I'm a wedding and portrait photographer living in Vancouver, BC with my husband Randy. I photographed my first wedding when I was only 17 years old - and I've photographed over 200 weddings since! I am an avid bookworm, lover of green tea, pretty nail polish & my Labradoodle Harley. Thanks for visiting!
learn more about jamie
Our Love Story
Deposit book under my arm, iPhone in hand, key ring around my index finger, I waited for the next available teller at a bank in the city. My banking is usually completed at our local branch, but when I’m in Vancouver for work I’ll sometimes stop into a different branch. (“Sometimes” translation = 4 visits in 3 years.) I tried to wait patiently as my mind went six different directions (I need to find a bathroom, my throat is parched, perhaps I’ll hit up the Starbucks down the road, rush hour is coming, not looking forward to driving home, will I have enough time to shower before going out?) and that’s when I saw her, the lady who handled a deposit over two years ago. To my delight, she was available next. She called me over with her thick drawn-out British accent, “Hellooooo! How can I assist you, dearie?”
With five stud earrings up the side of each ear, one dangling off either earlobe, two strands of pearls around her neck, no less than five broaches pinned onto her patterned wool cardigan, less than flawless black eyeliner (but no doubt, painstakingly drawn every morning before her cup of earl grey tea in a china cup) lining each of her two blue eyes. She was not the kind of lady you forgot after only two years. She asked if I wanted balances printed on the back of my deposit book last time. I delivered my standard response, “No, that’s okay. I keep track online.” Unsatisfactory response, apparently, because she launched into: “Oh dearie, you should always get balances printed. If perhaps something went wrong with the cheque deposit–not saying it will of course, but you never know–you’d have your balances here to fall back on! Always a good idea.” At once I was nine years old again, knowing there was no way to win the conversation and now trying to respectfully heed my grandmother’s advice. “Sure, print the balances.” “Wonderful! *beep beep beep (this is my noise of balances printing)* Have a great day!”
I handed her my deposit book with one cheque inside. She hit a few keys on her keyboard, flipped the cheque over and back to find my account number and ran the deposit book through the reader. She never asked if I wanted balances and I wasn’t about to request otherwise. I safely assumed her banking beliefs would not have changed in a couple short years. She signed the bottom of my deposit book and looked up, “You have a credit card with us, yes?”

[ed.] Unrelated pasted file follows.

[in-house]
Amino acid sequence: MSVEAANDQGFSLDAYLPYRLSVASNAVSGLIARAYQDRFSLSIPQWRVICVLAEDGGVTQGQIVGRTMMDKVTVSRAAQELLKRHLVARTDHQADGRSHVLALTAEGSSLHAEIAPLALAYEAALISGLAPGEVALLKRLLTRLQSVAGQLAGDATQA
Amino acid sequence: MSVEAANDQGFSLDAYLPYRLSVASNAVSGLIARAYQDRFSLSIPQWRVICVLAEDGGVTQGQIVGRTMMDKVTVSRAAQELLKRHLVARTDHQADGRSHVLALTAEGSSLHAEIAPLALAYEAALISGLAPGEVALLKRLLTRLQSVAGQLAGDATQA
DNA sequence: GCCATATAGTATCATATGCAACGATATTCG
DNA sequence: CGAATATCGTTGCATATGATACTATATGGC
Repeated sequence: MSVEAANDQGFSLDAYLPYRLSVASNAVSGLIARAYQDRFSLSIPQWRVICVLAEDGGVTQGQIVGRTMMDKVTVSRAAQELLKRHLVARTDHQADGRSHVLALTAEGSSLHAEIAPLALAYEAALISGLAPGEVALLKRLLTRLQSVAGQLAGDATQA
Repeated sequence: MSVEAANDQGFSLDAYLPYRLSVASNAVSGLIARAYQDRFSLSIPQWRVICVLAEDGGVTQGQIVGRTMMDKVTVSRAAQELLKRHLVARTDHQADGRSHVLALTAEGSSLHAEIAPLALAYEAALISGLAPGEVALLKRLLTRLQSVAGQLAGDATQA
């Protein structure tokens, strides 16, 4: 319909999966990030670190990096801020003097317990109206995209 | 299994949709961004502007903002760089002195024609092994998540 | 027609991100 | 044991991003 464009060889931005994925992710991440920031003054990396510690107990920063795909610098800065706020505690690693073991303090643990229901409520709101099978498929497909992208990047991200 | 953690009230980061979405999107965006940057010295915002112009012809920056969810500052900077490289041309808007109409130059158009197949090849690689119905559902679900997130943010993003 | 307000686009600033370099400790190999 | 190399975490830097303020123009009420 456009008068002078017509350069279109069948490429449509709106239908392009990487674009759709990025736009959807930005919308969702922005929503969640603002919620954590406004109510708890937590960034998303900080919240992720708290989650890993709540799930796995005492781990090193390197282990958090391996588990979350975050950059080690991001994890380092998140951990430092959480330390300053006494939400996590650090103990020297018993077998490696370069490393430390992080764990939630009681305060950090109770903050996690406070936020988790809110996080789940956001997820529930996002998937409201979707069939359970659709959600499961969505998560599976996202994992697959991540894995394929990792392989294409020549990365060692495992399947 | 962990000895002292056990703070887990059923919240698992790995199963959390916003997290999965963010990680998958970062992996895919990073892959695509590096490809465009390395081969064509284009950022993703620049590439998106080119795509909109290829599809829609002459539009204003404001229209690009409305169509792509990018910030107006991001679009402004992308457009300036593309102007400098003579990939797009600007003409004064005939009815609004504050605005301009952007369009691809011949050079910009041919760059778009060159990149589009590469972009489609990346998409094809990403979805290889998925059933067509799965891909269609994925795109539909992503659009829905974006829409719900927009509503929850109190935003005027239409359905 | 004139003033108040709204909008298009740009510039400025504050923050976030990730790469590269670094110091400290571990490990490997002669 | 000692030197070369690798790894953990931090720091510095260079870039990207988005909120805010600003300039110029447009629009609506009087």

“Oh yes, I do, I actually have two,” I replied. “Wonderful! That is the way to go! You know, the thing to do is to have two. You have one with a higher credit limit that you use at home. And one with a small, small limit that you take when you travel!” I hated to burst her bubble, “That’s a great idea. I use one for business and one for personal expenses though, same credit limit… when I travel I take them both.”
She closed the deposit book and folded her ring-covered, manicured hands on top of my hand-written “Jamie Delaine Photography” centred title. “I went to China last year. Ohhh, It was fabulous. I went by myself, you know! All the way there.” “Cool,” I said. “I’ve never been.” “Oh dear, you simply MUST GO. The food, there, ohhh, the food is FABULOUS. And SO CHEAP TOO. We were staying in this hotel in Beijing, a-maz-ing hotel, and right outside, there was a man sitting on the steps. He had what looked like a big, big oil drum” (she outstretched her arms) “but of course it wasn’t an oil drum, he was making crepes! Guess how much those crepes were?” I smiled. “30 CENTS! Massive!” (outstretched arms again) “Ohh you could have anything you want, cheese, tomato (she pronounced the word like toMATTo), marshmallows, peanut butter, anything! One night we went out for dinner as a group. We’re eating, eating, eating. I’m thinking ‘Oh, this is going to be expensive. But oh well, I’m on vacation!’ and so we kept eating, eating, eating. Well, the boys kept eating, eating. Not me as much. The bill came and it was, guess. 7 dollars. SEVEN DOLLARS. We also saw a panda reserve. Just incredible.” I smiled and nodded throughout her story until she handed me my deposit book and said abruptly with a wave of her hand. “You must go!”
Her sudden, blunt conclusion made me smile (what an odd good bye, perhaps it’s a British thing) until I reached my car down the block. Ohhhhh. She meant I must go to China someday… not I must leave the bank. It was the smallest, littlest conversation (more like a monologue, really) but it was one of the highlights of my work day. Everyone has a story. I love encountering people who give me no option but to listen. They always turn into some of my favourite life moments.
On the flip side, it hurts me to watch people brush off someone at a coffee shop or grocery store when they start randomly chatting. Let them talk.
They probably need it more than we need our time.
P.S. I’m gonna let you into my random-writing-brain. Before I pulled out of my parking spot after the bank, I opened up my phone and wrote the following note: “slowing down for people, English lady at bank in vancouver, 2 credit cards. yes. good. when you travel… “you must go” // the panda reserve, cheap food, did not eat that much, just the boys, came to 7 total, i flew by myself, i was on a tour group, outside beijing hotel, fabulous hotel, man with an oil drum but of course it wasn’t, making crepes! 30 CENTS! massive! you could have cheese tomato marshmallows peanut butter anything!” — And this note was enough to allow me to write 5 days after the fact. Take notes, writers. You never know what characters you’ll meet, or re-meet, on an average Wednesday.